It was also where I met my husband, Warren. We were both city natives, he from the West Side of Chicago and I from the South Side. I was attracted to his can-do, take-charge kind of attitude—an attitude I would find myself relying on not only in the difficult post-9/11 days but throughout our marriage and in our parenting. Warren's the kind of man who steps up wherever he's needed, helping around the house and with the kids. He now owns his own property redevelopment business, but at the time he was a senior program manager for Verizon Airfone. Some mornings, we'd drive to work together, but on this day I went solo.
As I negotiated the early morning traffic on the Tri-State Tollway, radio on, sun shining, I felt at peace with my life. My children were healthy and happy; both my husband and I had good jobs; I was blessed with close friends and a loving extended family. Oh, it wasn't perfect—but it was settled.
I pulled into the parking lot at 6:45 a.m. Verizon Airfone is housed within a huge and beautiful corporate campus composed of seven tan brick office buildings, all with tinted glass. My particular building has three floors overlooking lush landscaping. Trees shade well-manicured lawns. There's even a pond, inhabited by two white swans, as well as mallards, and snowy egrets. It's really something to see. As I crossed the parking lot almost without thinking, I of course was completely unaware that my tranquil, settled, everyday-Tuesday state of mind would be dramatically interrupted in less than two hours.
* * *
As I crossed the parking lot almost without thinking, I of course was completely unaware that my tranquil, settled, everyday-Tuesday state of mind would be dramatically interrupted in less than two hours.
I even remember what I wore that day: a black print skirt and matching top. I hadn't had a chance to grab breakfast at home. After taking the stairs to the second floor, I walked down the long corridor to my office, which looks out over tan, blue, and gray wraparound workstations. Each station has a computer and more telephones than a Jerry Lewis telethon.
There are file cabinets positioned on the sides of each desk. And we all share a host of printers and fax machines. I'd just settled in and reached for a banana I'd planned to eat with my instant oatmeal. I got a little distracted by some paperwork on my desk that needed tending to, so I put breakfast on hold.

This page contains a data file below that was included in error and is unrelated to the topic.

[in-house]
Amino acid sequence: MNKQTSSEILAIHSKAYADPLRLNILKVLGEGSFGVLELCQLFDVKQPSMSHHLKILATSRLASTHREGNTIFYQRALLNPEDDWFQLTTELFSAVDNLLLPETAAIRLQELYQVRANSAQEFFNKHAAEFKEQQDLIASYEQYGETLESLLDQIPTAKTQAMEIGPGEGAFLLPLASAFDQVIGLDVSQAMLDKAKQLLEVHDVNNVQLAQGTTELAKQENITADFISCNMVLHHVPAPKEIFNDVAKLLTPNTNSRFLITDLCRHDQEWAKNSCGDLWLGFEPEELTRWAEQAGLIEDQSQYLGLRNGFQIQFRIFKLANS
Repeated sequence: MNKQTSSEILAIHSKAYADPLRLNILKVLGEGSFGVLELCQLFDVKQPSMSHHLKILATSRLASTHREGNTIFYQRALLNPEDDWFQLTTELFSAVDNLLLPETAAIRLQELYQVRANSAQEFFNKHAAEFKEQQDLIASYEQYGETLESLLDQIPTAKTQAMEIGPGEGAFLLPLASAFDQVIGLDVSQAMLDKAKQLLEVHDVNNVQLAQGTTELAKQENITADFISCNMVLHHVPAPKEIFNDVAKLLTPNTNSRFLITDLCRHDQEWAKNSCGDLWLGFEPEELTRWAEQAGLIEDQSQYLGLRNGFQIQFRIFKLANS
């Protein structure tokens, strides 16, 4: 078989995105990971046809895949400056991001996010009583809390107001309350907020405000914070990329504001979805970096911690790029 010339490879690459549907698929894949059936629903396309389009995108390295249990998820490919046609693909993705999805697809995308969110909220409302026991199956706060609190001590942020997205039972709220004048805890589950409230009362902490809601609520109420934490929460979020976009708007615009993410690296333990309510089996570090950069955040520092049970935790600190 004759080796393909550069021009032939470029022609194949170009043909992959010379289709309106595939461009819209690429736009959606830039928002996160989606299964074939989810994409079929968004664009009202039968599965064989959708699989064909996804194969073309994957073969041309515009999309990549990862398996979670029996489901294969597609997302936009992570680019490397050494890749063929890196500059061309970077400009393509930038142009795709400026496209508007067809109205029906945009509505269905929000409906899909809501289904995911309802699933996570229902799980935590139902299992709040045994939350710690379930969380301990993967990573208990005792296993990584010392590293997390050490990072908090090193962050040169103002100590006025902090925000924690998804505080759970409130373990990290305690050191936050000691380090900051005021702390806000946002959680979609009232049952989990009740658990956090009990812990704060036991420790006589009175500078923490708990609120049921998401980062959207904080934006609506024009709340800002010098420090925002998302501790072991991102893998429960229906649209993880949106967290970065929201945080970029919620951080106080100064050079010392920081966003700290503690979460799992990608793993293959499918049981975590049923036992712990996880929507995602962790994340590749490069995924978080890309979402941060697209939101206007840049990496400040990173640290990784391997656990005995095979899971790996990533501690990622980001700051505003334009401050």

My office was actually in the Verizon Airfone Call Center. There is a window inside that allows me to see all of the workstations. After a couple of hours of work, I walked outside my office to join a few other employees fixated on the radio news reports in the Call Center. I wanted to know what had suddenly captured everyone's attention. I was abruptly stopped by a Verizon Airfone representative under my authority. She was already on the job, wearing her headset and obviously talking to someone.
A call for help had come in at 8:45 a.m. central daylight time, answered by the Airfone rep, who beckoned frantically for me.
"Lisa!" she said with urgency, adjusting her headset. I was at her side in seconds. She was clearly traumatized.
* * *
"Lisa!" she said with urgency, adjusting her headset. I was at her side in seconds. She was clearly traumatized.
"Oh my gosh!" said the representative. "You're for real, aren't you?" In just a few moments, I would learn that the person on the line was Todd Beamer. He was telling the representative that United Airlines Flight 93, bound for San Francisco from Newark, had been hijacked.
You may recall that in the aftermath of the World Trade Center disaster, there were reports that many of those who perished on the two planes that sliced through the towers were able to call their loved ones using cell phones. That was only possible because those planes were flying at a low altitude. But that was not the case with United Airlines Flight 93. The passengers aboard that plane made calls, some using the Airfones located in the back of the seats—and many of them called home. Todd Beamer was the exception, and his call came directly through to the Verizon Airfone Call Center. He simply dialed "0" from the phone nestled in the back of the headrest on the seat in front of him.
I'VE ALWAYS BEEN what some might call "reserved." Those who know me say I don't excite easily. The only time I remember really falling apart was when our daughter, Lonye', was two. She had been born with a cyst on her brain, and when she was two she found her way through a guard gate I had left open. She fell, hit her head on the floor, and was unconscious. I blamed myself for not locking the gate, and I lost it.
She had surgery when she was six, and now she's fine. Looking back, I wonder if that trauma was, in a sense, preparation for what God was going to send my way that Tuesday morning.